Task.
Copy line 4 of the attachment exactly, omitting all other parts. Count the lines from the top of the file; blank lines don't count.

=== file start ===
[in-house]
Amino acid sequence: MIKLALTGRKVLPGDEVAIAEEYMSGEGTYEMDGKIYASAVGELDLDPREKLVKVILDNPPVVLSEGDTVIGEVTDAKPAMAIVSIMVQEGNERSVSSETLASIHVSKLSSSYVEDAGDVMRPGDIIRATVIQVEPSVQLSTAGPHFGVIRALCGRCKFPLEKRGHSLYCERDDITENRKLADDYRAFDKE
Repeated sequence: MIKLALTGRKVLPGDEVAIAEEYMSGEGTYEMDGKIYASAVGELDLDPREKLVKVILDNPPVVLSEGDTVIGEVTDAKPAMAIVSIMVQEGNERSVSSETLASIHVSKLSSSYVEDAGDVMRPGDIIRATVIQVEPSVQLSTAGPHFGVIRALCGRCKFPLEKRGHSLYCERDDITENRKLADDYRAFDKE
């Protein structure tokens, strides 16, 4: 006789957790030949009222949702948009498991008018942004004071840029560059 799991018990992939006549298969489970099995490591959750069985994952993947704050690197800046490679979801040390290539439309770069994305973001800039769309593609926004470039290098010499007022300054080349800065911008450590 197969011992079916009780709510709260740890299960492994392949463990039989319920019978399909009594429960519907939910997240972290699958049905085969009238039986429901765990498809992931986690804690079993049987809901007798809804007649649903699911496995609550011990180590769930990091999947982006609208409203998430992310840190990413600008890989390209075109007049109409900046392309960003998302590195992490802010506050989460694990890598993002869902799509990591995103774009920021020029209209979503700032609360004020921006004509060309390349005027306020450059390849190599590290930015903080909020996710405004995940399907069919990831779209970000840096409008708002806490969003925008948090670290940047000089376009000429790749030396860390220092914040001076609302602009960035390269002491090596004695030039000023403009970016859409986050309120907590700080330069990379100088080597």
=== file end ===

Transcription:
């Protein structure tokens, strides 16, 4: 006789957790030949009222949702948009498991008018942004004071840029560059 799991018990992939006549298969489970099995490591959750069985994952993947704050690197800046490679979801040390290539439309770069994305973001800039769309593609926004470039290098010499007022300054080349800065911008450590 197969011992079916009780709510709260740890299960492994392949463990039989319920019978399909009594429960519907939910997240972290699958049905085969009238039986429901765990498809992931986690804690079993049987809901007798809804007649649903699911496995609550011990180590769930990091999947982006609208409203998430992310840190990413600008890989390209075109007049109409900046392309960003998302590195992490802010506050989460694990890598993002869902799509990591995103774009920021020029209209979503700032609360004020921006004509060309390349005027306020450059390849190599590290930015903080909020996710405004995940399907069919990831779209970000840096409008708002806490969003925008948090670290940047000089376009000429790749030396860390220092914040001076609302602009960035390269002491090596004695030039000023403009970016859409986050309120907590700080330069990379100088080597």